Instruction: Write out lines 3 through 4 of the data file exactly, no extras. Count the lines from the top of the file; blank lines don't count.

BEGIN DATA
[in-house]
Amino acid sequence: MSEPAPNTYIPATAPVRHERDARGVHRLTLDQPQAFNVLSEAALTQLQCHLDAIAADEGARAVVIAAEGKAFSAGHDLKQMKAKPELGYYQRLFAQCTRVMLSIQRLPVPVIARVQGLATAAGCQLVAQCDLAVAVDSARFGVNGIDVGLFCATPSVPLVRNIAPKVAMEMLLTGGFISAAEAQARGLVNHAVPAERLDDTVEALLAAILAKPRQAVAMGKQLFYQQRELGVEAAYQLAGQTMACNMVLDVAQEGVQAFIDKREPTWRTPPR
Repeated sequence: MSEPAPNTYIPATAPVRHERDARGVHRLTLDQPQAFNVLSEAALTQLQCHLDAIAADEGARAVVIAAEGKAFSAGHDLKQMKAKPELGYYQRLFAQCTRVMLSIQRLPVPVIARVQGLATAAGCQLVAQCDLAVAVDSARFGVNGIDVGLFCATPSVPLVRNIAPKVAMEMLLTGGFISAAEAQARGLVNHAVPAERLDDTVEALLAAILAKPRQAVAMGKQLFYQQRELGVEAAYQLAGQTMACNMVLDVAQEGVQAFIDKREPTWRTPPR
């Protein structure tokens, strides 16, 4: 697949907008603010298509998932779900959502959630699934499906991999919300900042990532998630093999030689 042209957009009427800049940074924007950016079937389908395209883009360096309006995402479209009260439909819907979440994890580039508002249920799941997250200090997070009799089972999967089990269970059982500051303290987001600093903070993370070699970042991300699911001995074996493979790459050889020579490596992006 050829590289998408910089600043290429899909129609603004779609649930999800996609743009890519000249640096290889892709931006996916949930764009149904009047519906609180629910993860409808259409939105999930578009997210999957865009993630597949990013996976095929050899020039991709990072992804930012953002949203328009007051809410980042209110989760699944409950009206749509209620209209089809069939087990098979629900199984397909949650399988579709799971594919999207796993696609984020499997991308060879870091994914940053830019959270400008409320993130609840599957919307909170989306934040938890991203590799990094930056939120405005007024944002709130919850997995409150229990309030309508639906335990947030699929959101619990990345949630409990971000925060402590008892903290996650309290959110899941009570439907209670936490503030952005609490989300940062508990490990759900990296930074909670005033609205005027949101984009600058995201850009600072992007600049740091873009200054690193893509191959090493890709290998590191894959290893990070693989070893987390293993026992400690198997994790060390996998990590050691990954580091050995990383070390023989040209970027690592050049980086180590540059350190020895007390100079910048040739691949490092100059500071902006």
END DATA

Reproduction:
Repeated sequence: MSEPAPNTYIPATAPVRHERDARGVHRLTLDQPQAFNVLSEAALTQLQCHLDAIAADEGARAVVIAAEGKAFSAGHDLKQMKAKPELGYYQRLFAQCTRVMLSIQRLPVPVIARVQGLATAAGCQLVAQCDLAVAVDSARFGVNGIDVGLFCATPSVPLVRNIAPKVAMEMLLTGGFISAAEAQARGLVNHAVPAERLDDTVEALLAAILAKPRQAVAMGKQLFYQQRELGVEAAYQLAGQTMACNMVLDVAQEGVQAFIDKREPTWRTPPR
């Protein structure tokens, strides 16, 4: 697949907008603010298509998932779900959502959630699934499906991999919300900042990532998630093999030689 042209957009009427800049940074924007950016079937389908395209883009360096309006995402479209009260439909819907979440994890580039508002249920799941997250200090997070009799089972999967089990269970059982500051303290987001600093903070993370070699970042991300699911001995074996493979790459050889020579490596992006 050829590289998408910089600043290429899909129609603004779609649930999800996609743009890519000249640096290889892709931006996916949930764009149904009047519906609180629910993860409808259409939105999930578009997210999957865009993630597949990013996976095929050899020039991709990072992804930012953002949203328009007051809410980042209110989760699944409950009206749509209620209209089809069939087990098979629900199984397909949650399988579709799971594919999207796993696609984020499997991308060879870091994914940053830019959270400008409320993130609840599957919307909170989306934040938890991203590799990094930056939120405005007024944002709130919850997995409150229990309030309508639906335990947030699929959101619990990345949630409990971000925060402590008892903290996650309290959110899941009570439907209670936490503030952005609490989300940062508990490990759900990296930074909670005033609205005027949101984009600058995201850009600072992007600049740091873009200054690193893509191959090493890709290998590191894959290893990070693989070893987390293993026992400690198997994790060390996998990590050691990954580091050995990383070390023989040209970027690592050049980086180590540059350190020895007390100079910048040739691949490092100059500071902006």